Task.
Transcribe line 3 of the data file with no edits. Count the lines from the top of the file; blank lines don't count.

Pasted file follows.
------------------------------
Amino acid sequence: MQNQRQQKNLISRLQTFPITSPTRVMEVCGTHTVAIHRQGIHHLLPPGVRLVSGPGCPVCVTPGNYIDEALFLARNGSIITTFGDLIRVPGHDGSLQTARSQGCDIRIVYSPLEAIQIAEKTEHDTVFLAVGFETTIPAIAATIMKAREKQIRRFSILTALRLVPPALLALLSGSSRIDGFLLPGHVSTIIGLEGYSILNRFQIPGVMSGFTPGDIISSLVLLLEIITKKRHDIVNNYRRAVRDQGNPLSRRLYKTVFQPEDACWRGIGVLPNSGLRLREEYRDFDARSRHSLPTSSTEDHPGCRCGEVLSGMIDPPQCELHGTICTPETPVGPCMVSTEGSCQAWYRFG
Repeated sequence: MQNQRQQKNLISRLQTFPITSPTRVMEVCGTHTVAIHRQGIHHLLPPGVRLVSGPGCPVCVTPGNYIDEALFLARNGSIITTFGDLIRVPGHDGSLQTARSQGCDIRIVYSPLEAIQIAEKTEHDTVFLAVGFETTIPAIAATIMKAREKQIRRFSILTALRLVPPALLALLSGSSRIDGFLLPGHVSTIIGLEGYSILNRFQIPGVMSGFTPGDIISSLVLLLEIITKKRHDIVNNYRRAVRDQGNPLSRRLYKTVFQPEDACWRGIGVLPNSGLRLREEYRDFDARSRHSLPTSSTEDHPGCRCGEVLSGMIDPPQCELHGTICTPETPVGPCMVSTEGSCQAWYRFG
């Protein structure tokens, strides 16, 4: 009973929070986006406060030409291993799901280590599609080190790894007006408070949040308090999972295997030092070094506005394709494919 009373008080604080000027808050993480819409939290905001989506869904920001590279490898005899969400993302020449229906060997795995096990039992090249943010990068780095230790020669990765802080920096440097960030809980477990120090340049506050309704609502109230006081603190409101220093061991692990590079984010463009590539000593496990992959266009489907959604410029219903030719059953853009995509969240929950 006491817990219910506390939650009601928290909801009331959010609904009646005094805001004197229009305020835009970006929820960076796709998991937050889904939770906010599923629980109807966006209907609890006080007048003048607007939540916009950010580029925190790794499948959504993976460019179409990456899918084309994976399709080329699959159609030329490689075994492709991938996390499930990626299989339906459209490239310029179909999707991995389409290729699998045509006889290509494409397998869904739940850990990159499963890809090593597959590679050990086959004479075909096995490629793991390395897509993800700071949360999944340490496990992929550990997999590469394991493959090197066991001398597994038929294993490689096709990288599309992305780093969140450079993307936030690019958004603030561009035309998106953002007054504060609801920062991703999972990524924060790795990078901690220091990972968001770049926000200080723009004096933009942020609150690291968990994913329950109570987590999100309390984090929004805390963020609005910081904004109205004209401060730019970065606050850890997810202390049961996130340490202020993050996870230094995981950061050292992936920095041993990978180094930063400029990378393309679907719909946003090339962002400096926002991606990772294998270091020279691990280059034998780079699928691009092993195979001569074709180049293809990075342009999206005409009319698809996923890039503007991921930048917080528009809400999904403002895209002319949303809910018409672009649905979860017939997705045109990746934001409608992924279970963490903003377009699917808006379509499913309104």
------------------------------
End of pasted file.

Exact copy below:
């Protein structure tokens, strides 16, 4: 009973929070986006406060030409291993799901280590599609080190790894007006408070949040308090999972295997030092070094506005394709494919 009373008080604080000027808050993480819409939290905001989506869904920001590279490898005899969400993302020449229906060997795995096990039992090249943010990068780095230790020669990765802080920096440097960030809980477990120090340049506050309704609502109230006081603190409101220093061991692990590079984010463009590539000593496990992959266009489907959604410029219903030719059953853009995509969240929950 006491817990219910506390939650009601928290909801009331959010609904009646005094805001004197229009305020835009970006929820960076796709998991937050889904939770906010599923629980109807966006209907609890006080007048003048607007939540916009950010580029925190790794499948959504993976460019179409990456899918084309994976399709080329699959159609030329490689075994492709991938996390499930990626299989339906459209490239310029179909999707991995389409290729699998045509006889290509494409397998869904739940850990990159499963890809090593597959590679050990086959004479075909096995490629793991390395897509993800700071949360999944340490496990992929550990997999590469394991493959090197066991001398597994038929294993490689096709990288599309992305780093969140450079993307936030690019958004603030561009035309998106953002007054504060609801920062991703999972990524924060790795990078901690220091990972968001770049926000200080723009004096933009942020609150690291968990994913329950109570987590999100309390984090929004805390963020609005910081904004109205004209401060730019970065606050850890997810202390049961996130340490202020993050996870230094995981950061050292992936920095041993990978180094930063400029990378393309679907719909946003090339962002400096926002991606990772294998270091020279691990280059034998780079699928691009092993195979001569074709180049293809990075342009999206005409009319698809996923890039503007991921930048917080528009809400999904403002895209002319949303809910018409672009649905979860017939997705045109990746934001409608992924279970963490903003377009699917808006379509499913309104």